This is the title of an article in the Florida Writer (June 2017) by Mary Ann de Stefano, editor of The Florida Writer and the Monday Muse. She is an independent editor with over thirty years experience in publishing and consulting. She works one-on-one with writers who are developing books, organises workshops and designs authors’ websites.
She says: “From time to time, a writer who has decided it would be cool to be a full time editor will offer to take me out to lunch in order to ‘pick my brain’ or ask me a ‘quick question’ about the business. I turn down such requests as kindly as I can.
“If there’s one thing you have to learn quickly to survive as a freelancer, it’s the value of your time and knowledge. It worries me to see some of the starry-eyed attitudes that abound about freelancing, so I want to share some of the most important lessons I’ve learned.
“First and foremost, get real about the money. I’ve had conversations with people who think they’ll work 40 hours a week, bill at a rate of $25/hour, and make a good income. After all, 40 hours x $25/hour x 52 weeks in the year = $52,000/year. Yippee!
“The reality is you’re not actually going to work 52 weeks of the year, and you’re not going to work 40 hours of every week, either. You’re going to take vacations, holidays and personal time, sick time, and mental health days off. In addition, not all your working hours will be billable to clients. Some time must be devoted to marketing your business and taking care of administrative tasks like billing, record keeping, correspondence, etc. The fact is, only about a third of your work time will be spent producing billable work. Promoting your services and dealing with administrivia will eat up two-thirds of your time.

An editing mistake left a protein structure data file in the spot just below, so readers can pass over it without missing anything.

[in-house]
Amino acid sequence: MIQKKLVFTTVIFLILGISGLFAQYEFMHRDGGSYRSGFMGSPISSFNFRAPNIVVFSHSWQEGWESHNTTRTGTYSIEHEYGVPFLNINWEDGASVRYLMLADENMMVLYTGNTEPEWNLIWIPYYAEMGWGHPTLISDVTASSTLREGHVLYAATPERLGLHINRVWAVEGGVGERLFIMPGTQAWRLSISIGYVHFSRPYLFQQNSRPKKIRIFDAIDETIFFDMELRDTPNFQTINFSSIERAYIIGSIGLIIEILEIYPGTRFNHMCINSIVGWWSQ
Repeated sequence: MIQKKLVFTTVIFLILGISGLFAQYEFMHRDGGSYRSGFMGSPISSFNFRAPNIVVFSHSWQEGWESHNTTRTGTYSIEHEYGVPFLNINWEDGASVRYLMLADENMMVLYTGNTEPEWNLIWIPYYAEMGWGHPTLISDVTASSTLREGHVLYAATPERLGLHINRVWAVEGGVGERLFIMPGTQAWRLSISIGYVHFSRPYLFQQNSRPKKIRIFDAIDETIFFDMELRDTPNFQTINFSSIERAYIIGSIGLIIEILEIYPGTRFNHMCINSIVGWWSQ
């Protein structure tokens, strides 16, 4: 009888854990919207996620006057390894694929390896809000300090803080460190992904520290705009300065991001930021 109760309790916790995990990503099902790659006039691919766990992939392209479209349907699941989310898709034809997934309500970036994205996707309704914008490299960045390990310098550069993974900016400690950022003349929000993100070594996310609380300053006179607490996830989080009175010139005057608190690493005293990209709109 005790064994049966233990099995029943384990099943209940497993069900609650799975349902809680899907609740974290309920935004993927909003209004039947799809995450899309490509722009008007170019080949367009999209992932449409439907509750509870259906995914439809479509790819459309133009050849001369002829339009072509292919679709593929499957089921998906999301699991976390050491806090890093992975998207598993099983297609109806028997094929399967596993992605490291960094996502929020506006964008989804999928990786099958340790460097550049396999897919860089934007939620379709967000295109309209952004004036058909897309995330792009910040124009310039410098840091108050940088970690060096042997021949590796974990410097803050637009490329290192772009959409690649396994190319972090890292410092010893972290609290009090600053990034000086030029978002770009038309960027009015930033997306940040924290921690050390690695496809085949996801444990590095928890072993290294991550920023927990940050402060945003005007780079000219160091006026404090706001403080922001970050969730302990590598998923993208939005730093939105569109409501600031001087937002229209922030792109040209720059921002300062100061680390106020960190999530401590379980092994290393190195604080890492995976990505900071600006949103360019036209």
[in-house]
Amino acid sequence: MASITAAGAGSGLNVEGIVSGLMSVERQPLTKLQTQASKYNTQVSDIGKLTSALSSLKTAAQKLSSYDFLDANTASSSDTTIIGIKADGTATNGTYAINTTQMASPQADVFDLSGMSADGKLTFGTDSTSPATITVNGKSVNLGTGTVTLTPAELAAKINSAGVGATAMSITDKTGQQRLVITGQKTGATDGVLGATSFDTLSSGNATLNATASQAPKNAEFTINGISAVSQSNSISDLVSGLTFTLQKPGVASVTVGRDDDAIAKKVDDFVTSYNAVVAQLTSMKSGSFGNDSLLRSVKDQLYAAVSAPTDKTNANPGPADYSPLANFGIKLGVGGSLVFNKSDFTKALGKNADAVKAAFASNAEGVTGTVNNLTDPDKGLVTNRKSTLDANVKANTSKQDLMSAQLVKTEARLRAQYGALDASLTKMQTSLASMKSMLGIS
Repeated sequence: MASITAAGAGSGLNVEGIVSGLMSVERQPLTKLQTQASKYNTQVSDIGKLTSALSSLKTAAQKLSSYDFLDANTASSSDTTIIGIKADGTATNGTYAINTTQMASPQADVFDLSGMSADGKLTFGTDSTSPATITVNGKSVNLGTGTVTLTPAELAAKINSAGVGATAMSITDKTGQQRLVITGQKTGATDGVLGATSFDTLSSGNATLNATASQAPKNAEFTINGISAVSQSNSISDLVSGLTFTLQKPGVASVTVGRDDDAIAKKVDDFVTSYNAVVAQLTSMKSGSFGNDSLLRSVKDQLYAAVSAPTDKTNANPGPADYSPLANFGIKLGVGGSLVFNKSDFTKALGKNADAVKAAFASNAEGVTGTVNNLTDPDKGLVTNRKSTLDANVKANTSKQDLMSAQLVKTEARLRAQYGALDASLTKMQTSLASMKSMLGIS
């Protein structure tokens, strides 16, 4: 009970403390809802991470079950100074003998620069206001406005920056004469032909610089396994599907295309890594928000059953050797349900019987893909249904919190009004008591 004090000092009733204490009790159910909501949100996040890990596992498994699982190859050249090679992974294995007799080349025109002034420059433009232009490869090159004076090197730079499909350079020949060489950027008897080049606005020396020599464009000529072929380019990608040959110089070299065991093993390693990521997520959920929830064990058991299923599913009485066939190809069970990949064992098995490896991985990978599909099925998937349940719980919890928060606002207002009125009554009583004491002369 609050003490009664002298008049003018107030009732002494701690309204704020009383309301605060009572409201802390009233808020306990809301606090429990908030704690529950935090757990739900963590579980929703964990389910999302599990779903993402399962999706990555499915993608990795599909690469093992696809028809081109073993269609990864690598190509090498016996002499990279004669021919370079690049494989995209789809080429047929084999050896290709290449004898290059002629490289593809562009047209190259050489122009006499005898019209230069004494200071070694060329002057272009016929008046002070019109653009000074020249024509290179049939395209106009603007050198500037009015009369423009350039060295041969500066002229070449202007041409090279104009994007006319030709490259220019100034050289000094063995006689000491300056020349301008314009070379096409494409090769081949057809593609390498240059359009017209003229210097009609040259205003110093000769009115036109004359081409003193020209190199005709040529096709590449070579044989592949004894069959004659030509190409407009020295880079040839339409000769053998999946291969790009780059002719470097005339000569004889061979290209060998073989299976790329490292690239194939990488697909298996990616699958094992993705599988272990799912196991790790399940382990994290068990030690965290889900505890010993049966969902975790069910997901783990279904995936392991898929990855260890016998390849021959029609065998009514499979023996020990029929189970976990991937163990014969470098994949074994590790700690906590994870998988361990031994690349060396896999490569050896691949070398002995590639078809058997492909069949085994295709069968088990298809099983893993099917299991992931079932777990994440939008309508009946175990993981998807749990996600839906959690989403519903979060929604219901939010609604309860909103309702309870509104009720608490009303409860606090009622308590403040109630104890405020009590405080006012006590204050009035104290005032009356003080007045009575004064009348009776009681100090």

“As an independent, you’ll be responsible for expenses that were previously covered by your employer on your ‘regular’ job: medical and disability insurance, retirement savings, office supplies, computer, continuing education, membership fees, etc. And you’ll incur new business-related expenses for a website and accounting services. Some support tasks you’ll want to do yourself to save money, but that means more admin time for you, which is not billable. Spend time or spend money? Your decision. While some of your new expenses will be tax-deductible, you still need to have enough cash flow to support them.
She asks other questions: “Think about how you can distinguish your business from others and plan what you will do to reach the prospects you want to serve. How will you stand out in this crowded field? What kind of editing do you want to do? Fiction, nonfiction, academic/scientific, business? Developmental, content, substantive, copy-editing?
“Do some serious reflection and decide whether you have what it takes to be a full-time, solo entrepreneur. Go ahead and make the leap – but look before you do.”
All this reminds me of a conversation I had with someone who was working in financial services in a well-paid job, but he was unhappy and consulting looked like just the thing – financially. He had lots of contacts who would become clients. But some of the same observations Ms de Stefano makes, above, applied to his case, as well. He made the jump and while he may be happier in his work, it didn’t turn out as he expected, financially.